us, they also serve to remind us how, when tragedies occur, there
are extraordinary powers constantly conspiring to test our mettle
and our wings. Among the more unsettling stories is the one in which
a father unwittingly commits incest when his daughter Myrrha is
by the gods. Trickery by the gods is common in the other stories that
include Hermes and Zeus as two beggars, Psyche and Eros, and
The 10-member cast, most of whom, are part of the Zimmerman ensemble,
are all exemplars of the director’s sometimes cute, but more often
dazzling, directorial conceits. Many of these conceits are contained
in costumer Mara Blumenfeld’s ravishing and rib-tickling apparel.
While Zimmerman credits Freud, Jung, and James Hillman for part of
her text, we can credit Zimmerman for finding a way to bridge two
worlds, by honoring the ancient while embracing the modern,
the present by the looking at the past. "Metamorphoses" is
story theater at its finest and most engaging, especially appropriate
now in the world we have recently inherited.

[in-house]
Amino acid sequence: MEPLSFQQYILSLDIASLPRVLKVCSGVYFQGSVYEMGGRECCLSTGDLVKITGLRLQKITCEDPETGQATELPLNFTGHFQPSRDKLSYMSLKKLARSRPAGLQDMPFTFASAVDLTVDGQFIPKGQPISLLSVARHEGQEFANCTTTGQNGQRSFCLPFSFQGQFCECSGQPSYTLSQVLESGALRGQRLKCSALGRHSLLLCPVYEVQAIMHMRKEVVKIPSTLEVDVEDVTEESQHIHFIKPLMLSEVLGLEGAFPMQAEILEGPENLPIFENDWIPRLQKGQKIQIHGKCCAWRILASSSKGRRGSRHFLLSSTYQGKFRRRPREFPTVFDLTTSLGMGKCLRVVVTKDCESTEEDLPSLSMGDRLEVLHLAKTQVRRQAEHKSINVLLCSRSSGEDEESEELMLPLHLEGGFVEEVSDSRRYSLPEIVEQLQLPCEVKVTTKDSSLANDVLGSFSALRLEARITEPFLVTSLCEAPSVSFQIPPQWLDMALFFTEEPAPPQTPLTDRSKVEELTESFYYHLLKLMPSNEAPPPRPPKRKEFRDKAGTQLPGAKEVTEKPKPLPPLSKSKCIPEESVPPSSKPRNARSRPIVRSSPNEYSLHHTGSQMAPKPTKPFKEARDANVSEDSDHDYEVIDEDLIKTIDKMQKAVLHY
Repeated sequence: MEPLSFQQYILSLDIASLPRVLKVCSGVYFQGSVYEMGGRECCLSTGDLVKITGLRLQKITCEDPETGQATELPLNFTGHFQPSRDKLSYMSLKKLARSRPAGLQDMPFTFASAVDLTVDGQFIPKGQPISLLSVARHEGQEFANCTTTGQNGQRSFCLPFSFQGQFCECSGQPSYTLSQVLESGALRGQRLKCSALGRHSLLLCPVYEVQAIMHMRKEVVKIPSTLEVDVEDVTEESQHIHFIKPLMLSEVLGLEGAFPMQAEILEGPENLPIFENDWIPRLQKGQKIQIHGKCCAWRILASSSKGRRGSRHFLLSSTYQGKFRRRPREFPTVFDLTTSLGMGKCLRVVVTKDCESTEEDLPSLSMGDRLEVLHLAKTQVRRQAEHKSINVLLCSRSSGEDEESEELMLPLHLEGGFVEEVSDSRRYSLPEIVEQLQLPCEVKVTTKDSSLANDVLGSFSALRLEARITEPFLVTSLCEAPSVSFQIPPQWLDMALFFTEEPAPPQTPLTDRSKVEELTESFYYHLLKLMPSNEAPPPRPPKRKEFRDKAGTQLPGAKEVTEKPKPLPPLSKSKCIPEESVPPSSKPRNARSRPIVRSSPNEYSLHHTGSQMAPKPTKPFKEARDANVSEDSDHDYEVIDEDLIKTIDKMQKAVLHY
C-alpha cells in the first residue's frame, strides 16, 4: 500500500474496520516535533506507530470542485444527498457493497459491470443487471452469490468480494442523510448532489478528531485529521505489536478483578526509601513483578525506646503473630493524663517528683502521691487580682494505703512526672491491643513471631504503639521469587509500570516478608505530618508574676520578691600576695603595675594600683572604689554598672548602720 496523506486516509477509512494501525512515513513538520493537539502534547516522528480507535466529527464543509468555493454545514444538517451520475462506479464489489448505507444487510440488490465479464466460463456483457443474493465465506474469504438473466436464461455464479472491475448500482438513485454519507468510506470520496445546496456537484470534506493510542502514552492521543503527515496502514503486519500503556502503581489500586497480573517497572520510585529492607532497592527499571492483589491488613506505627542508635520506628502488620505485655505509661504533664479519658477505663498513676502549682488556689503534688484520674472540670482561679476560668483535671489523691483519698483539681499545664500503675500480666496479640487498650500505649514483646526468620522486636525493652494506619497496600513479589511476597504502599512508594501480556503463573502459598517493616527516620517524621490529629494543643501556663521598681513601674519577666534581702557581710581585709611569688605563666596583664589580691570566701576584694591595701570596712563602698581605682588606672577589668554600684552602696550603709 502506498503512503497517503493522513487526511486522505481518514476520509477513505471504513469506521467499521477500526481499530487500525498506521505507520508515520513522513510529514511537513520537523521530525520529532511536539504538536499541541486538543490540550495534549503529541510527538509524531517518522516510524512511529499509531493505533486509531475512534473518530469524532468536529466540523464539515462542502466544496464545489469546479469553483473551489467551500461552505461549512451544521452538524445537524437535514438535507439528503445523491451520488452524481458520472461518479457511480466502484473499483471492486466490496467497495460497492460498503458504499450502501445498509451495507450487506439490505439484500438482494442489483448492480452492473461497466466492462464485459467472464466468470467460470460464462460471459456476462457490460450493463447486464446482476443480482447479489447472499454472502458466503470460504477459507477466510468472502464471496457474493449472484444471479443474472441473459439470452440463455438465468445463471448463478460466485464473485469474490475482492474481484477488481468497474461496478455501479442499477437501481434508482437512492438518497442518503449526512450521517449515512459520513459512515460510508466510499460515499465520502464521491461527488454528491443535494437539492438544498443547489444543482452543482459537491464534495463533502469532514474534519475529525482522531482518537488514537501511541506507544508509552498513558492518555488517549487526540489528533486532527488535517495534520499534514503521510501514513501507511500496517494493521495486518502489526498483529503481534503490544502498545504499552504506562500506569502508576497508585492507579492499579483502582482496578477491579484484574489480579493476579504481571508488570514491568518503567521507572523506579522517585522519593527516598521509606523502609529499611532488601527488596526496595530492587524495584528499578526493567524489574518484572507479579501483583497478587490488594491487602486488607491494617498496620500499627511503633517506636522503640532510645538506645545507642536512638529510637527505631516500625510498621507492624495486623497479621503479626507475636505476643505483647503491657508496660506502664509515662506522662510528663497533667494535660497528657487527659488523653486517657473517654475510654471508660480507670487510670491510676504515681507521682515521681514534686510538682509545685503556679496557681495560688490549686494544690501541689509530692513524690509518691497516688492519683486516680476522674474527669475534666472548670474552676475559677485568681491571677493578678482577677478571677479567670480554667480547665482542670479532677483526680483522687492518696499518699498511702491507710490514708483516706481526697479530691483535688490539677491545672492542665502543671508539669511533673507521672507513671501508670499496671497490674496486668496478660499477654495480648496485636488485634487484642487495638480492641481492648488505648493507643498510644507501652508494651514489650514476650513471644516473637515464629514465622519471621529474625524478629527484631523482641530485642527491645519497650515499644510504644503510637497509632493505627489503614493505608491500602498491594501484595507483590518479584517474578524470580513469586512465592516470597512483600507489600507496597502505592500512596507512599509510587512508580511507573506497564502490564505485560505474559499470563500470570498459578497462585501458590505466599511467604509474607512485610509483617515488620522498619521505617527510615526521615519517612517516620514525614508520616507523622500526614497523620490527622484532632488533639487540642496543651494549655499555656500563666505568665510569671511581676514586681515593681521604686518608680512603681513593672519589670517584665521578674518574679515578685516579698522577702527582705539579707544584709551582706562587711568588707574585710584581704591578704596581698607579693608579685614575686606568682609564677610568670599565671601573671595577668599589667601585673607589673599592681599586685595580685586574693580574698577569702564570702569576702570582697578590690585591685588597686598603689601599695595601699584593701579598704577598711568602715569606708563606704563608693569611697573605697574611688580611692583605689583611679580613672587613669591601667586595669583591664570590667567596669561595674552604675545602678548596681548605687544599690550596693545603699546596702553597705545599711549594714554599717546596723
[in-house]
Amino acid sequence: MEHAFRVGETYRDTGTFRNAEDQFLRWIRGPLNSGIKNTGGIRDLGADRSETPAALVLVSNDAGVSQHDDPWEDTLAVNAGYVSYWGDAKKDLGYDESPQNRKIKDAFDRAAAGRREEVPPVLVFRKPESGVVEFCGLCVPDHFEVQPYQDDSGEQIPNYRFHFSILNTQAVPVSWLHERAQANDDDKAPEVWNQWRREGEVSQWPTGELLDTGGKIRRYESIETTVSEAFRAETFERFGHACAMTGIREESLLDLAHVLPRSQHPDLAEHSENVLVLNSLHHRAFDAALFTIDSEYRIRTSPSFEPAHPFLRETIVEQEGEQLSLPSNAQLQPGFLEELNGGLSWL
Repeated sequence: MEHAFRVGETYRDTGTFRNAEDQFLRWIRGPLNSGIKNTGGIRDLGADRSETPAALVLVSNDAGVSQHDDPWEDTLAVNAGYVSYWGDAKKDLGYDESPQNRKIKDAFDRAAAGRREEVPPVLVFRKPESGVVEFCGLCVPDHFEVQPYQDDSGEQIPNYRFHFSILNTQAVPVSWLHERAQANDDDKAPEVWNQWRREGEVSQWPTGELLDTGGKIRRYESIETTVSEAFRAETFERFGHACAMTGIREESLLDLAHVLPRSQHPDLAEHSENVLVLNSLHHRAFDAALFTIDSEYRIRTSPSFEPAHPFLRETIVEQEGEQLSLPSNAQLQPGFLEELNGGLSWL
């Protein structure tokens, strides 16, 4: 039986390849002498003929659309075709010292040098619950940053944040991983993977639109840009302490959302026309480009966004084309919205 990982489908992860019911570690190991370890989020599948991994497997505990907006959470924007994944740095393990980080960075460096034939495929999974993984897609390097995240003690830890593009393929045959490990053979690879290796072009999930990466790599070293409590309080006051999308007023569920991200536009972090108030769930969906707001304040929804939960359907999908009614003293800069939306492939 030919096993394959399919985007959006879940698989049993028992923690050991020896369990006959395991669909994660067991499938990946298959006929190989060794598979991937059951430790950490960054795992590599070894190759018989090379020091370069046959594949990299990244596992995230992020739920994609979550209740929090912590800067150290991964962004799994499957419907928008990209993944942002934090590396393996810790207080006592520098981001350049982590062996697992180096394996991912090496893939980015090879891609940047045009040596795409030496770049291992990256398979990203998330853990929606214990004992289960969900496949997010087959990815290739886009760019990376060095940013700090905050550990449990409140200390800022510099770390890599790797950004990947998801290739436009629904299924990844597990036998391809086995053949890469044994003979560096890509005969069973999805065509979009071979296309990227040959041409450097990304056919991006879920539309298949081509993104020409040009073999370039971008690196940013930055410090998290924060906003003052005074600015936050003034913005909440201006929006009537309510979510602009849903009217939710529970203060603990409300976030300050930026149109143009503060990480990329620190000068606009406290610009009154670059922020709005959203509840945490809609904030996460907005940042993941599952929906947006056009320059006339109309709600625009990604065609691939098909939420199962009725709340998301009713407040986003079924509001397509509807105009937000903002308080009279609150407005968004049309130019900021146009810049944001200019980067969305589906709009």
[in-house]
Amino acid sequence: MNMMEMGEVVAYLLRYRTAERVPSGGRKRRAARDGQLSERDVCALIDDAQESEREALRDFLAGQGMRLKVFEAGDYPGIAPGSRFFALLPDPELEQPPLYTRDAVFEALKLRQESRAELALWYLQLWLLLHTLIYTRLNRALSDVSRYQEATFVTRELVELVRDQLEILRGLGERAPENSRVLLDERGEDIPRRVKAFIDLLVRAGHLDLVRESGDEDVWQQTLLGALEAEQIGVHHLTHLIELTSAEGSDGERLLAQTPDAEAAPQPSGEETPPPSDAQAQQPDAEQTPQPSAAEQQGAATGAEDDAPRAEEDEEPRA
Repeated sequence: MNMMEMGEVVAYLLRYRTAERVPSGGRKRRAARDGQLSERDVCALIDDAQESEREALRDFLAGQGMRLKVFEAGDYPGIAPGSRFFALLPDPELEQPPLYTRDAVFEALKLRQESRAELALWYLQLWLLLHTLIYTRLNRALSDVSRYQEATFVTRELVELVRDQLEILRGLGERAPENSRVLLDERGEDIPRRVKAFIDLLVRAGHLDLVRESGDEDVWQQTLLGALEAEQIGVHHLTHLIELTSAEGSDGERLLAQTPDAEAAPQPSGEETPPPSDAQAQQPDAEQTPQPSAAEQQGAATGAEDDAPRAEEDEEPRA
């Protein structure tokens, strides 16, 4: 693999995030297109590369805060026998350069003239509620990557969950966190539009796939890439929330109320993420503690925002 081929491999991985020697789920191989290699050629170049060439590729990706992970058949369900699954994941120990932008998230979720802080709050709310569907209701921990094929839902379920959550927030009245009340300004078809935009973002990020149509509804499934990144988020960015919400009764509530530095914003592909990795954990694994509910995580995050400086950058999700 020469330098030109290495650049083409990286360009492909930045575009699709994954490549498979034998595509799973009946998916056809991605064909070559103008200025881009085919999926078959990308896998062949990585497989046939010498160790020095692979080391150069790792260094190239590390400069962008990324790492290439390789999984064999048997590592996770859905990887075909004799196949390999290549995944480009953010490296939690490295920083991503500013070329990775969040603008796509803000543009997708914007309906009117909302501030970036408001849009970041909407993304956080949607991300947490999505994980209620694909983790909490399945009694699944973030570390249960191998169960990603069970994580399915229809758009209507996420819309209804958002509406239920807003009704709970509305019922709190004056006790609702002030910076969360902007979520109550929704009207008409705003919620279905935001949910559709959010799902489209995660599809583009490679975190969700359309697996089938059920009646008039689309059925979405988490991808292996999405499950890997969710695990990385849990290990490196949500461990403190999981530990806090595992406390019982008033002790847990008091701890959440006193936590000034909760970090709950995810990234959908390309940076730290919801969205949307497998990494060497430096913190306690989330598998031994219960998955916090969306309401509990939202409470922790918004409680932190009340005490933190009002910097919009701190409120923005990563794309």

— Simon Saltzman
$35 to $55. Tele-Charge at 800-432-7250 or 212-239-6200.
The 1936 exploitation quickie "Reefer Madness"
holds its place, along with "Plan 9," "Attack of the
Tomatoes," etc., as one of the worst films of all time. This cult
phenomenon remains a laughably inane and inept polemic to educate
the public on the evils of marijuana, and how it corrupts and destroys
young lives — one puff can lead to insanity and death. An attempt
by collaborators Kevin Murphy and Dan Studney to redefine the
hilarious film in musical terms and also cash in on the current wave
of genre satires, like "Urinetown" and "Bat Boy,"
goes wildly amiss in a embarrassingly amateurish entertainment. Except
for a game and courageous cast, although many appear too old for their
roles as teens, the script they have to deal with, the dances they
have to perform, and the music they have to sing are unrelentingly
By and large the problems with the show begin with director Andy
who evidently was afraid that the material wouldn’t hold up without
a lot of flagrant nudging. An aggressive push to have the performers
mock the characters they are playing is one fundamental flaw; it works
against the point and purpose of satire — to expose stupidities